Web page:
Park West Gallery Fine Art Donation in The News-Review of Oregon

 In Art & Gallery News, Articles, Artists & Special Collections, Dominic Pangborn, Media Coverage, Park West CARES, Philanthropy

Winston gets new logo, painting

WINSTON, Ore. ( – An internationally known artist has donated a painting to the city and redesigned the city’s logo. The colorful abstract painting by Dominic Pangborn was unveiled Monday at a Winston City Council meeting.

Dominic Pangborn, Park West Gallery

Dominic Pangborn stands beside the tiger painting he created and donated to the city of Winston. Pangborn has also designed a new city logo that depicts another large cat, a cheetah. Photo credit: Kathy Korengel I/The News-Review

Pangborn, a Michigan resident, was present at the unveiling. He said he was born in Korea and in 1962 came to Jackson, Mich., a city very similar in size to Winston. “It was almost like walking into my own hometown,” Pangborn said of arriving in Winston. He become interested in Winston after meeting Winston Mayor Rex Stevens and his wife, Gail, in September.

The Stevenses have been collecting art since 2005. “I think we hit it off,” Pangborn said. “I took a real deep curiosity (in) this Winston.” As a result, Pangborn has redesigned the city’s logo.

On Monday, he remembered asking city officials of the previous logo, “What’s this cat jumping over the pile of pine trees?” “It’s not a cat, it’s a cheetah. It’s not a pine tree, it’s a Douglas fir” he was told, Pangborn recalled with a smile.

An illustrator who has designed logos for Fortune 500 companies, Pangborn persuaded city officials it would be more appropriate for the cheetah to be looking through, rather than flying over, the trees, Rex Stevens said as he held up the new logo. Stevens said he hopes the city will soon start incorporating the logo into its letterhead and other city materials.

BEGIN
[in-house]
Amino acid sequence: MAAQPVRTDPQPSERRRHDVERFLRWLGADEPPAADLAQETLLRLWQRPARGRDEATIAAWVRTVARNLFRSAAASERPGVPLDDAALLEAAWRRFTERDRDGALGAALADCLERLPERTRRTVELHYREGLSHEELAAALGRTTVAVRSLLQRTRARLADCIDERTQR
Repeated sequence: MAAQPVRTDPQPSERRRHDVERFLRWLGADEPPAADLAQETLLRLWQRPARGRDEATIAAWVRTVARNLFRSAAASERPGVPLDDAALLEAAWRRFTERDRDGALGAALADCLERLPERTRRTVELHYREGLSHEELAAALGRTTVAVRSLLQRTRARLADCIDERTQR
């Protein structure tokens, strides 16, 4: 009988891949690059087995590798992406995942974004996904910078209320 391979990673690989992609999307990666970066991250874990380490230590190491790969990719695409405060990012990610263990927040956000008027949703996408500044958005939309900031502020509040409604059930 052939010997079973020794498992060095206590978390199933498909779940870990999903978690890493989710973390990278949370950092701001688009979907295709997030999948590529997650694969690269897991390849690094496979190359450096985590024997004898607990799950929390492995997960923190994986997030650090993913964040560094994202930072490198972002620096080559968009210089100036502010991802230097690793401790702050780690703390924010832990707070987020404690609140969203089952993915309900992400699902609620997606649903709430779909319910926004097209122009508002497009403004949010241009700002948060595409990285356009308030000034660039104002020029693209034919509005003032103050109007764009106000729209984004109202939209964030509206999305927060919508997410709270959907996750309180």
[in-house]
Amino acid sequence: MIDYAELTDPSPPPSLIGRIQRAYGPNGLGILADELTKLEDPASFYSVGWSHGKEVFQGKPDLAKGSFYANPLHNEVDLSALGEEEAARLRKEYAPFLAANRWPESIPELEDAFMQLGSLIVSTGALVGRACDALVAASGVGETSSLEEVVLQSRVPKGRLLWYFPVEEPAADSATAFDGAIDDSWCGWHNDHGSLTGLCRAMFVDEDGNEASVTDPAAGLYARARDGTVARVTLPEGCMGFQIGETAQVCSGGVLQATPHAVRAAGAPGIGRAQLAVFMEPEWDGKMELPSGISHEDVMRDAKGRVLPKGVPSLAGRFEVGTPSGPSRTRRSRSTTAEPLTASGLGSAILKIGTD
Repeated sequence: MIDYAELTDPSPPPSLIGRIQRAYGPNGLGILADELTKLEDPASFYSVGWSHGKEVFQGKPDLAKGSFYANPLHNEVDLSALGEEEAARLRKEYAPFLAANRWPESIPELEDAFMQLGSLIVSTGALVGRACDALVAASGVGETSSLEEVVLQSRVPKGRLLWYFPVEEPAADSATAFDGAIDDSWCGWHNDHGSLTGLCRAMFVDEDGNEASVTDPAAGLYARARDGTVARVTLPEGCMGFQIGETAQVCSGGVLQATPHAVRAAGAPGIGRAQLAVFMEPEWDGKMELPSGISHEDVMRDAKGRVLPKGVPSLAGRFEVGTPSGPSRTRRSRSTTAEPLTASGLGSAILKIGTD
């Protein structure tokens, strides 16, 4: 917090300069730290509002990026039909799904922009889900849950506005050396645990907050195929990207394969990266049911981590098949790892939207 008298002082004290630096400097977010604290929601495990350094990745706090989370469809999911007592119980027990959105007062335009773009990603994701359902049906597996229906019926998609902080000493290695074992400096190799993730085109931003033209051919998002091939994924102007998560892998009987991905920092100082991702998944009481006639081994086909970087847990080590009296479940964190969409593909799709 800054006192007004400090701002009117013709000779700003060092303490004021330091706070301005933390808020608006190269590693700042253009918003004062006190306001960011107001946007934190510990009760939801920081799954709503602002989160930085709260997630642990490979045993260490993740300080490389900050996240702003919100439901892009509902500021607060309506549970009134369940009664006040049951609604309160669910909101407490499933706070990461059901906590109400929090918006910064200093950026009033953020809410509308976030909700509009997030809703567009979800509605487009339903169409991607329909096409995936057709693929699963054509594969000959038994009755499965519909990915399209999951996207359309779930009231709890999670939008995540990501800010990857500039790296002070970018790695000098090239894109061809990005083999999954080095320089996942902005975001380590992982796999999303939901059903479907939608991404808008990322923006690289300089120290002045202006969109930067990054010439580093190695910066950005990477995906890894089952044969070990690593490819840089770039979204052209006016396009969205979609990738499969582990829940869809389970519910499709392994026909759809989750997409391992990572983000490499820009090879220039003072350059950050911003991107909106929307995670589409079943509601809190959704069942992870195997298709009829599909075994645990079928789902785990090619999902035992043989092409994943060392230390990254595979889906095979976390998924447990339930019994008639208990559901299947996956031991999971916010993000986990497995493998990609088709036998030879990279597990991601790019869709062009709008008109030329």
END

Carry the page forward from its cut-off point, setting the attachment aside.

After designing the logo, Pangborn said he decided to donate one of his paintings to the city. “Not just any painting,” he said. “I wanted to do something special.”

About two weeks ago, he created the colorful painting unveiled Monday. Partially obscured by the abstract nature of the work, the face of a tiger glares at viewers. The painting will be hung in the Winston Community Center, Stevens said.

Pangborn’s visit was part of an all-day event prompted by a recent gift. The chief executive officer of a Michigan-based art gallery donated 20 pieces of framed art and a set of art books to Douglas High School.

Albert Scaglione, CEO of Park West Gallery, offered the works of art to the city after meeting the Stevenses in September. Park West Gallery, which has galleries in Michigan and Florida, has donated art and art books to communities in those two states and throughout the world.

A ceremony was held Monday morning at Douglas High to accept the paintings and serigraphs. After the ceremony, Pangborn spoke with art students.

“It was really wonderful to see the eyes of some of those kids that are really into art,” Stevens recalled. “They were hanging on his every word. They were inspired.”

To learn more about Pangborn, visit

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